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I bought brand new Core i7 2600 (socket 1155) CPU with box cooler on it. I assembled a minimum booting configuration and in the BIOS it shows steady 73-78 degrees CPU temperature right off the bat. It seems very high to me, considering that all the case fans are working and the case isn't even closed yet. The fan is working at 1800+ RPM. Motherboard temperature is at 26-27C.

Now, it's not my first build and I'm pretty sure that I didn't do anything idiotic. The radiator is well placed and doesn't move. Cooler is plugged in the CPU_FAN socket on motherboard. First I was using the termopaste that was attached to the radiator. Then I tried to apply the one I had in place, which worked great the last time I used it. With new termopaste things don't change, it still hovers just below 80 after few minutes of work in BIOS.

I'm aware that stock cooler are considered crap, but 75-80С idle seems ounreasonably high. Will good aftermarket cooler help or is it something wrong with the CPU itself? Does warranty apply in such cases?

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have you applied the thermal paste correctly? –  Sathya Aug 2 '11 at 5:07
    
@Sathya: I applied a thin layer spreading it all over the chip and then put the heatsink of top and kinda nudged it back and forth a little.. The same as usual, and this technique never let me down before –  Dyppl Aug 2 '11 at 5:20

2 Answers 2

Something is definitely wrong; two of mine idle at less than 45C with ac off, 33 with ac on; stock cooler. Ones on Hyper 212+ are 30 idle. I would try reinstalling a few more times with the motherboard out but if it's still the same problem then definitely send in for return or warranty.

A way to judge how well you installed is to clean the processor and heatsink, drip four similarly sized drops of heatsink paste to form a "+" and then install the processor. Then remove the heatsink and see if any of the flattened cakes are way smaller than the others etc...

Here's a good guide on heatsink thermal interfaces

I had a C2D that came out of the box hot at half speed- speedstep never actually ramped it up to full speed and the fan would spin up to max at the slightest load. Needless to say that's definitely not right for a new processor. If the situation doesn't improve then it would be a less extreme version of my experience but it's still not supposed to happen on a new expensive part.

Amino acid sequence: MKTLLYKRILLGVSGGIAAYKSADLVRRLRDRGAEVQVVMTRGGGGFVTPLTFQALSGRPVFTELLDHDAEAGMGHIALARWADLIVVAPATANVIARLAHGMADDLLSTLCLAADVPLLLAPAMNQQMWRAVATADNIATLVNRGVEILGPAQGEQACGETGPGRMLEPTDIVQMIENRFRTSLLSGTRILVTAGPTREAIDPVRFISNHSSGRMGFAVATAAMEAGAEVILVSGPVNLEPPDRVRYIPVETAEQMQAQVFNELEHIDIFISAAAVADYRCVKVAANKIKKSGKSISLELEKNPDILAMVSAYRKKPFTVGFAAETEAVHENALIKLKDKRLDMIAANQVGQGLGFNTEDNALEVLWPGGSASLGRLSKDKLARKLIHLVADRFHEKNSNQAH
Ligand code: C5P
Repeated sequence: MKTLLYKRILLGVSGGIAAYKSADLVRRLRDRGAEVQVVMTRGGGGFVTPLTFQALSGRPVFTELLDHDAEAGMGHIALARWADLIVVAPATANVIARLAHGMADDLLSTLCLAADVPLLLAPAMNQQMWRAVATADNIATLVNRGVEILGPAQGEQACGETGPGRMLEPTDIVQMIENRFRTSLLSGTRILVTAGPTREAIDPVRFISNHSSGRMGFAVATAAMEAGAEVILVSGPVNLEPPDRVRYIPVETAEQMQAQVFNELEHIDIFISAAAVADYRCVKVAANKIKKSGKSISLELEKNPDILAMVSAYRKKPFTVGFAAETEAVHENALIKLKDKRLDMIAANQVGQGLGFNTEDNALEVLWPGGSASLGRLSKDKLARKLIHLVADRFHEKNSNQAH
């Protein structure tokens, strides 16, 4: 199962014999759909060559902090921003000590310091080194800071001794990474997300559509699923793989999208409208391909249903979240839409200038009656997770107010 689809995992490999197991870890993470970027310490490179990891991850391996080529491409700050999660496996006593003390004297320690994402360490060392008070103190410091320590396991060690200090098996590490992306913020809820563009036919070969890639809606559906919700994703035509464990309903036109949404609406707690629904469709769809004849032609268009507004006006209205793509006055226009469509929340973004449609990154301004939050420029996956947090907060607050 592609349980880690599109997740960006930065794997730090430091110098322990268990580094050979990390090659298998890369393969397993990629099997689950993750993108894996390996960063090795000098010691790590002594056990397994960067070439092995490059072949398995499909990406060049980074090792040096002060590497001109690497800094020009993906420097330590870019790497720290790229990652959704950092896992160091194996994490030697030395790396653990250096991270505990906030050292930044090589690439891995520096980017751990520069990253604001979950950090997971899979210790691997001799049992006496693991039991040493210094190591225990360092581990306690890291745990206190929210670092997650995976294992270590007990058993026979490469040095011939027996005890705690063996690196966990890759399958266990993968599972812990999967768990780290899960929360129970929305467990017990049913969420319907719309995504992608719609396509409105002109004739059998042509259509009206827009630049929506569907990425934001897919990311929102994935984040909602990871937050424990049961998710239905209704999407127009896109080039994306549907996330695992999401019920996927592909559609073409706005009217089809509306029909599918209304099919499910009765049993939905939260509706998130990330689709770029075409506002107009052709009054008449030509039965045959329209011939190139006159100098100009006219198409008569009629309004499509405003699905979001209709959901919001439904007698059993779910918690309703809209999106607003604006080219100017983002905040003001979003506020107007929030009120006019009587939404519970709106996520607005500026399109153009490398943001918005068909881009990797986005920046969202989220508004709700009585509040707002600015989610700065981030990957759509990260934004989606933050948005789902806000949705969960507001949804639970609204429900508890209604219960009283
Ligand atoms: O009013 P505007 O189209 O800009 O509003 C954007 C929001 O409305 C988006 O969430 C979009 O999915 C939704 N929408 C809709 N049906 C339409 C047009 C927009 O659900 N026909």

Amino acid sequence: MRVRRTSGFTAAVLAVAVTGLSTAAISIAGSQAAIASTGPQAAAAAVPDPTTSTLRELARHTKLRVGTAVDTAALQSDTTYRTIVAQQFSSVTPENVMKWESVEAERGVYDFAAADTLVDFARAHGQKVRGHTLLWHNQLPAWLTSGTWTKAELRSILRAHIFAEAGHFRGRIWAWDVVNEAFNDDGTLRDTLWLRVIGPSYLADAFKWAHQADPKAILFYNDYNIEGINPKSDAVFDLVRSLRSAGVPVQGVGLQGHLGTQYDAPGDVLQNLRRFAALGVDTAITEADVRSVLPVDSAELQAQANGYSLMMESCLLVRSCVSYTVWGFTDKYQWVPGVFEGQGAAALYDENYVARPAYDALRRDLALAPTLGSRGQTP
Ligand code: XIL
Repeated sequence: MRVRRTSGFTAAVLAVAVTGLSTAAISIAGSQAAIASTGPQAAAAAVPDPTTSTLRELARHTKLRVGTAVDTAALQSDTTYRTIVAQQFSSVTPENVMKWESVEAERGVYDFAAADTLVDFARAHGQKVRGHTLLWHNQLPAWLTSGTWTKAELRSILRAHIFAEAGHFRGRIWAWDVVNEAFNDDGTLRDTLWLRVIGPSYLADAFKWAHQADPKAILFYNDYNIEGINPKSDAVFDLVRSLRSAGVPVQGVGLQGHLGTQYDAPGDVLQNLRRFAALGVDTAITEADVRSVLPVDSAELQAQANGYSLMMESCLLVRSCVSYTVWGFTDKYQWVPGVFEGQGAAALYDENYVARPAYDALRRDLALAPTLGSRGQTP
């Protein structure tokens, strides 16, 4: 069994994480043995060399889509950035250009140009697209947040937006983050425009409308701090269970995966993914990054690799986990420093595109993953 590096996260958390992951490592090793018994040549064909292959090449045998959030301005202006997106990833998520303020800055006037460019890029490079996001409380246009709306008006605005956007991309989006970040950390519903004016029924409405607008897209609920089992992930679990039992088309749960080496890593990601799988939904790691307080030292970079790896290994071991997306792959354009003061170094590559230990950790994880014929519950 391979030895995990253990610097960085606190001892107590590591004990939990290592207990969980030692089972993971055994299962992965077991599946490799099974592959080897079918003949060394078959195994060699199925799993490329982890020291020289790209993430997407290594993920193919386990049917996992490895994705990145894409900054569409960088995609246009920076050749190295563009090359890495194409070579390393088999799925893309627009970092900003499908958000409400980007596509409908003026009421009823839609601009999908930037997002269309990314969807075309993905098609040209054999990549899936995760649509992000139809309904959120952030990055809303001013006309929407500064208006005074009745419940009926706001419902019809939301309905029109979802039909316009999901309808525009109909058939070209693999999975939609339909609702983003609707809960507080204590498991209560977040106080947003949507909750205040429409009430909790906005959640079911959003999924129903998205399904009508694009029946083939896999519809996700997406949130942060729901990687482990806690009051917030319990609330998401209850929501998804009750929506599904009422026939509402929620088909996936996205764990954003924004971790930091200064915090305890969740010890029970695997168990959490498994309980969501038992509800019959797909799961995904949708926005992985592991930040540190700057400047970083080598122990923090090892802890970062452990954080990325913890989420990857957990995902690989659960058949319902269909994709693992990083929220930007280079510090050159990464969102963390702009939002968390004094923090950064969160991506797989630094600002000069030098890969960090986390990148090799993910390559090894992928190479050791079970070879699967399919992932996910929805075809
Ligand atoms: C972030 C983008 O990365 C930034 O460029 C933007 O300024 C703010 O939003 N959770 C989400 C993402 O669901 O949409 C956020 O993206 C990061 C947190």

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Do you have any idea if applying my own paste voids the warranty? I'm kinda nervous about reinstalling it multiple times because every time it's possible to scratch or break something, but I will try –  Dyppl Aug 2 '11 at 5:23
    
More to my question though: is it possible that while the stock cooler doesn't perform well att the aftermarket one will work great? Is it possible that the problem is in CPU itself, not the cooler? –  Dyppl Aug 2 '11 at 5:24
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What is the room temperature and case you are using? The stock cooler and thermal paste is adequate; to reach 80C while still in bios is definitely not the stock coolers fault(performance wise) unless installed improperly or the cpu is defective. If convenient could you remove the the heatsink then take a photo of the underside of the heatsink as well as the top of the cpu? Here's an even better link to installing thermal paste Spreading the paste with a razer or credit card into a very thin and flat layer should give better temps vs a glob. –  sauceboat Aug 2 '11 at 5:46
    
it was pretty chilly in the room, I guess around 19C, and the case is a good coolermaster model with 120 and 140 fans, front and rear, so there isn't any reason for CPU to run that hot. I will gladly upload photos when I'm home –  Dyppl Aug 2 '11 at 5:53
    
I want to make clear though that playing around with the thermal paste should be done when you get an aftermarket cooler. Wiping clean the included paste on the cpu and Intel heatsink and using your may void the warranty. The safest bet would be to take the mobo out on a desk, install the heatsink again very carefully then run the whole thing outside the case. If still 80C then return the processor asap. If the replacement comes and same thing then look into an aftermarket cooler. I'd rather not invest extra time and gear into a potentially defective product. –  sauceboat Aug 2 '11 at 6:04
up vote 1 down vote accepted

Okay, turned out that it's pretty common for my motherboard (P8Z68) to show about 58-60C in BIOS because the CPU runs at full speed there. There are people who experienced the same problem with this motherboard (this thread is an example and there are others that are similar to it). Once you boot the OS the CPU runs at 35-38 degrees which is fine for stock cooler.

My temp was still a little high (70-77C) so I reapplied the thermal paste and reinstalled the cooler like sauceboat kindly advised, and got the "normal" 59-61 in BIOS and 35-37 at Windows 7 idle. So it turns out that BIOS isn't always the best place to look at your cooling system.

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